The following information is copied from the website of the Jonang Foundation and their Jonangpa.com blog. It contains most of the information in these pages, as well as much information that is not found here. For a very quick overview, see their FAQ. See also the external links below.
A distinct tradition founded by Kunpang Thukje Tsondru, named after the location where it established itself, the valley of Jomonang in Central Tibet. It produced such outstanding masters as Dolpopa Sherab Gyaltsen, Jonang Chogle Namgyal, Jetsun Kunga Drolchog and Jonang Taranatha, as well as many others. Thought distinct by many, especially western scholars, the Jonangpa are anything but that. They are alive and well and have flourished greatly in the far eastern areas of Tibet, particularly in Amdo and Golok. Despite many difficulties, both in former as well as modern times, they have managed to maintain their tradition in an unbroken manner and must therefore be regarded as the 5th living tradition of Tibetan Buddhism.
In many places one finds the erroneous information, that Yumowa Mikyo Dorje was the founder of the Jonangpa. In fact he wasn't and it is doubtful that he even heard the word "Jonang" in his life. However, Yumowa is an important early forefather of this school insofar as he expressed much the same views about emptiness and ultimate reality as did Dolpopa considerably later. In Yumowa's few remaining writings however the term zhentong is not found at all. It was Dolpopa who was to formulate this doctrinal view explicitly.
After the passing away of Jetsun Taranatha in the mid-17th century, the Jonangpa became a target for political and territorial power-struggles in U-Tsang, Central Tibet. With surmounting factional rivalries and divided allegiances amongst Jonang and Geluk patrons and the Mongol Army's solidifying of Geluk power, Jonang political and territorial influence began to wane. As Mongol military might enthroned and endorsed the 5th Dalai Lama (1617-1682), and the Geluk political administration ruled, the Jonang were forced out of Central Tibet.
In the year 1650, the 5th Dalai Lama sealed and banned the study of zhentong, prohibiting the printing of Jonang zhentong texts throughout Tibet. Then in 1658, the 5th Dalai Lama forcibly converted Jonang Takten Damcho Ling (Phuntsok Choling) Monastery into a Geluk Monastery — officially initiating the demise of the Jonangpa in U-Tsang.
Although the sphere of Geluk political and military influence reached to the borders of Central Tibet, it did not penetrate the far northeastern domain of Amdo, Tibet. Here, in the remote valleys and vast countrysides of the Dzamthang, Golok and Ngawa regions, the Jonangpa took refuge and made their home.
Beginning in the year 1425 with the establishment of Choje Monastery by Jonang Chogle Namgyal's disciple Ratnashri (1350-1435), the Jonangpa have lived in the Dzamthang and surrounding counties of Amdo. Under the imperial patronage of the Ming Court of China, the Jonangpa were able to thrive. In fact, by the mid-16th century, the Jonangpa had consolidated their monastic complexes within the Dzamthang area in Amdo to the extent that they were the local imperial regents. This is where the Jonangpa later gathered during their 17th century Geluk persecution. Surviving outside the range of Geluk influence, the Jonangpa have been building monasteries and transmitting their vital teachings on zhentong and the Kalachakra Tantra ever since.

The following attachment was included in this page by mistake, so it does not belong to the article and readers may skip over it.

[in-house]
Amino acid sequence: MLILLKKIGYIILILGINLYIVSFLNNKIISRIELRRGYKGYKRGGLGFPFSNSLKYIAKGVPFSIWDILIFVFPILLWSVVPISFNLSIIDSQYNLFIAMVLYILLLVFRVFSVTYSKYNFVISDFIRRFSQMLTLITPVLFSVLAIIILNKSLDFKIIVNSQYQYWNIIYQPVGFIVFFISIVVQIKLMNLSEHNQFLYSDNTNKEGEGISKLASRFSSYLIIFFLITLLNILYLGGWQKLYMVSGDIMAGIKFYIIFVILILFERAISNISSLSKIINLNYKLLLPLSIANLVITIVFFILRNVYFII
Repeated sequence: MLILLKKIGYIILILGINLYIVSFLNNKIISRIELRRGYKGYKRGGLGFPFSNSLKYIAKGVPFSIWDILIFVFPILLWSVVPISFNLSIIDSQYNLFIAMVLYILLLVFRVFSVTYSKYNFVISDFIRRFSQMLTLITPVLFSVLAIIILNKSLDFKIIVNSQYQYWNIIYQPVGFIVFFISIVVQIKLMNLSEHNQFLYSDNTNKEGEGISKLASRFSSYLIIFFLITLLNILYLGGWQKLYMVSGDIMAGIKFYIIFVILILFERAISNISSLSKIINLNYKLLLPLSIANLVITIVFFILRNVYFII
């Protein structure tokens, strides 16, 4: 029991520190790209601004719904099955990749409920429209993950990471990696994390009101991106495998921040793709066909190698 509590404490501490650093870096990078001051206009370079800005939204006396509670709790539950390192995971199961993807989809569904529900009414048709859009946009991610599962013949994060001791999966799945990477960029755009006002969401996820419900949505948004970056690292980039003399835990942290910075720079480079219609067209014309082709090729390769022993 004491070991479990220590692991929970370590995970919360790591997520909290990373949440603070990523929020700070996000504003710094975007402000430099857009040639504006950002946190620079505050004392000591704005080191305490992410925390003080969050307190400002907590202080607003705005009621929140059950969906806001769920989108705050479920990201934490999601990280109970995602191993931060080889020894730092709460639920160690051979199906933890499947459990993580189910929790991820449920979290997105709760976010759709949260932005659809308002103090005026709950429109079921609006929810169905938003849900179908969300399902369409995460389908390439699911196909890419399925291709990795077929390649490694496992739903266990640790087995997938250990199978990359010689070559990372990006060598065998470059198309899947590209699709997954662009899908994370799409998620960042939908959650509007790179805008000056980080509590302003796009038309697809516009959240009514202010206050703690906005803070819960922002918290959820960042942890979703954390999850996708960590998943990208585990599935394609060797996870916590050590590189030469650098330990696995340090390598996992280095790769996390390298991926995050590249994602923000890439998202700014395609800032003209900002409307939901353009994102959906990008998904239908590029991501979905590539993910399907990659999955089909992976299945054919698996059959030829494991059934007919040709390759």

In the 18th century two masters, Kathok Rigdzin Tsewang Norbu (1698-1755) and the 8th Tai Situpa Chokyi Jungne (1700-1774), became instrumental in reviving the interest in and spread of Jonangpa practices and teachings, particularly those of the zhentong view, both in Central Tibet as well as in Kham. With the late 19th century luminaries such as Jamgon Kongtrul (1813-1899) and Jamyang Khyentse Wangpo (1820-1892), the Rime or eclectic movement was born in Kham, Eastern Tibet. Sparked by the writings and compilations of these figures, including Kongtrul's Five Treasures, there was the occasion for a re-kindling of interest in the Jonang tradition and zhentong literature.
Inspiring many of the great masters from Kham at this time such as Dza Patrul Rinpoche and Jamgon Mipham, the Jonang Kalachakra perfection process practices and distinctive zhentong view gained attention from other traditions as well. Meanwhile this period continued to produce some of the greatest masters of contemporary Jonang thought up through the late 20th century, including Bamda Thubten Gelek Gyatso (1844-1904) and Khenpo Ngawang Lodro Drakpa (1920-1975).
In the 1960's, many of the great living exemplars of the Jonang were forced out of their monasteries, and they fled into the countryside of Amdo where they wandered as nomads or took shelter in caves as yogis. Over the next two decades, the Jonangpa lived without homes in their homeland, gathering during the summer for their annual rains-retreat in order to continue to transmit their lineage. After the Cultural Revolution in 1976, the Jonangpa began returning to their monasteries where they have been rebuilding monasteries and reviving their unique spiritual tradition up to today.
Presently there are more than 40 Jonang monasteries in the Amdo and Golok regions of northeastern Tibet, and many more small mountain retreats.
The Jonangpa have just begun to make an appearance outside of Tibet. There is a small Jonang monastery in Shimla, northern India, and another one just recently established in Kathmandu, Nepal near the great Boudanath stupa. Apart from that, there are a few centers in the west, mainly the "Dorje Ling" centers in the U.S. as well as the "Tibetan Buddhist Rime Institute" in Australia.
For a probably incomplete list of present-day Jonangpa monasteries in Amdo and Golok, see Jonang monasteries.